Secondly, there is no way that Microsoft Project will figure out that the resource you are assigning has 82% Units left to work on a particular task and then fill in that number automatically.  You need to manually set the Units value on each task.  As a workaround to this problem, however, you could enter 82% in the Max. Units column for this resource in the Resource Sheet view of the project, and then assign the resource to tasks without entering a Units value.  When you do this, the software will automatically enter in the Units field the value you specified in the Max. Units field, which would be 82%.  Keep in mind, however, that after you save and close the project, and then reopen it, the Max. Units value will revert back to 100%, or any other value specified by your Project Server administrator in the Enterprise Resource Pool for this resource.  Hope this helps.


    Dale A. Howard [MVP]
    VP of Educational Services
    msProjectExperts
    http://www.msprojectexperts.com
    http://www.projectserverexperts.com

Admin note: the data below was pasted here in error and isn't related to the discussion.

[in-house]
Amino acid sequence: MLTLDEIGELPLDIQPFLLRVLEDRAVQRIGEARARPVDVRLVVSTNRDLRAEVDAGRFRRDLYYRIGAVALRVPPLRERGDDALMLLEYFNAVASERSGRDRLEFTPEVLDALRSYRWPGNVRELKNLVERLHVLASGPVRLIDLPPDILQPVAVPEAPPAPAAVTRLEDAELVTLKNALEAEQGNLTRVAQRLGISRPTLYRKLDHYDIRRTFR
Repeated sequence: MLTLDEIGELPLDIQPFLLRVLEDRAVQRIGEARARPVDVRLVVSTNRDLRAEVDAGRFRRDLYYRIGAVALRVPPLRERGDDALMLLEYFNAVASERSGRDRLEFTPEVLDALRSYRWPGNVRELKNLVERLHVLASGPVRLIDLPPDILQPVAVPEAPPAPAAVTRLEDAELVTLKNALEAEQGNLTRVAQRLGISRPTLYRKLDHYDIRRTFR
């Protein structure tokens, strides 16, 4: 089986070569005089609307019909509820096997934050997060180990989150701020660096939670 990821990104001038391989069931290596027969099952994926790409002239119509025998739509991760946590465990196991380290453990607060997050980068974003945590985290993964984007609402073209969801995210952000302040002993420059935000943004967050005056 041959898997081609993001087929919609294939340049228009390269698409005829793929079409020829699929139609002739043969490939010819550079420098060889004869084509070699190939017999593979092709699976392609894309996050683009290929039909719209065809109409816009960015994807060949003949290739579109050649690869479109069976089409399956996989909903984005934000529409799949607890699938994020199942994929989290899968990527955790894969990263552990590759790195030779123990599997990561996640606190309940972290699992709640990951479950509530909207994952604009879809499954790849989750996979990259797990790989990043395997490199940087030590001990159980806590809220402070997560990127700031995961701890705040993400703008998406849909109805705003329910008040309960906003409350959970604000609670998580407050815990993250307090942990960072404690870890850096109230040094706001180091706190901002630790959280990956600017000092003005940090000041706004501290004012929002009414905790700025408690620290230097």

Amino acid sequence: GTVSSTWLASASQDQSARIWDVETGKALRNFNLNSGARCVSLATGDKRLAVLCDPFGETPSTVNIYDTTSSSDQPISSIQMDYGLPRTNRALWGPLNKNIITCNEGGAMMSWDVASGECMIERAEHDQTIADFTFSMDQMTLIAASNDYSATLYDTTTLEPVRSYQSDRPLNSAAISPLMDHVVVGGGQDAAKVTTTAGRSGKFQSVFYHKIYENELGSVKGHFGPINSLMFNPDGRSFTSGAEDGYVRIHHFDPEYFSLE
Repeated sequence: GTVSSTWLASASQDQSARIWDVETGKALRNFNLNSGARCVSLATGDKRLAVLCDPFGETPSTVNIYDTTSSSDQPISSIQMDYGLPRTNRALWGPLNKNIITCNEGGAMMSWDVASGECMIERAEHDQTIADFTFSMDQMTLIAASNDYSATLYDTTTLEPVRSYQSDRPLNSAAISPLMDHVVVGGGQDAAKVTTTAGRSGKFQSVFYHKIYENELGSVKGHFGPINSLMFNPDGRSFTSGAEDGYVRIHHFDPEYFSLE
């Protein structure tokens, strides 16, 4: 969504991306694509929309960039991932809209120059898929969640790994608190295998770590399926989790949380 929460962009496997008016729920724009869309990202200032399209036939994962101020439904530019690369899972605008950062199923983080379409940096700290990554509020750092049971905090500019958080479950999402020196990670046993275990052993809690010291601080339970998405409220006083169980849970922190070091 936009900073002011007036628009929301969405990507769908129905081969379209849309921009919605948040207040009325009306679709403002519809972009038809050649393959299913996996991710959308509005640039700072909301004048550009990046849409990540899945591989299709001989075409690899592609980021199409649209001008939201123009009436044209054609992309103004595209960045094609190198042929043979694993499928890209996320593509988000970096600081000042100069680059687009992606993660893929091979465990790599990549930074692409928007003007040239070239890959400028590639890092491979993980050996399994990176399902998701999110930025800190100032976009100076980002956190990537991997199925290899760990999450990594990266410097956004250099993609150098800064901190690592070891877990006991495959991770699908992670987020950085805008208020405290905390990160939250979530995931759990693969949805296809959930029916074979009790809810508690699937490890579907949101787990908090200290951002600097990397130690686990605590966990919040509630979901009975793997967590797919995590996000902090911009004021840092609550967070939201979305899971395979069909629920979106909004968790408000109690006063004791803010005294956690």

"We write the books on Project Server"

    Thursday, April 21, 2011 12:19 PM
    Moderator
  • I’m little dissapointed about lack of this funcionality – I’m new in this area but I thinked that Project should help to orginise work – but when I had to know units from all tasks to calculate right resource usage Project seems to be little useless in this point – now I have only 2 tasks but when this numer will gorw I will be forced to manually calculate aeach tasks units to fill whole day work for resouce – for me this should be done automaticly and looks like little nightmare to keep in sync

    Thursday, April 21, 2011 12:54 PM
  • dominik --

    Think about your expectations for a moment.  When you assign a resource to a task, why should Microsoft Project assume that it should assign the resource at 82% Units?  Why not 25% or 50% or even 75%?  Remember that YOU are in charge of staffing tasks in the project, not the software.  Believe me, I would NEVER want Microsoft Project to assume any Units value on a task assignment.  But then again, that's just me with lots of experience under my belt.  Hope this helps.


    Dale A. Howard [MVP]
    VP of Educational Services
    msProjectExperts
    http://www.msprojectexperts.com
    http://www.projectserverexperts.com
    "We write the books on Project Server"

    Thursday, April 21, 2011 2:14 PM
    Moderator